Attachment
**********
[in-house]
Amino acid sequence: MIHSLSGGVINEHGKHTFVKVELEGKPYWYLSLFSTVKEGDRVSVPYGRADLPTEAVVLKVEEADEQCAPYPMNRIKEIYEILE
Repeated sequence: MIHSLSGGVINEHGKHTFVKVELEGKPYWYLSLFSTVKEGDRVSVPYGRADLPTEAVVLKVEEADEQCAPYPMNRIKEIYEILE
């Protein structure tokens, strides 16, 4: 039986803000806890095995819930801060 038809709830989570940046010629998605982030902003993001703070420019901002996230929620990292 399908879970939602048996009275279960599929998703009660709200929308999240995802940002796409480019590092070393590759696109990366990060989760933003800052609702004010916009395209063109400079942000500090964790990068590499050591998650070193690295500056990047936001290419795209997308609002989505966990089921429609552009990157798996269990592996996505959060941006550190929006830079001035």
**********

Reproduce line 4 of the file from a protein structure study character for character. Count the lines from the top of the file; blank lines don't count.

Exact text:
């Protein structure tokens, strides 16, 4: 039986803000806890095995819930801060 038809709830989570940046010629998605982030902003993001703070420019901002996230929620990292 399908879970939602048996009275279960599929998703009660709200929308999240995802940002796409480019590092070393590759696109990366990060989760933003800052609702004010916009395209063109400079942000500090964790990068590499050591998650070193690295500056990047936001290419795209997308609002989505966990089921429609552009990157798996269990592996996505959060941006550190929006830079001035």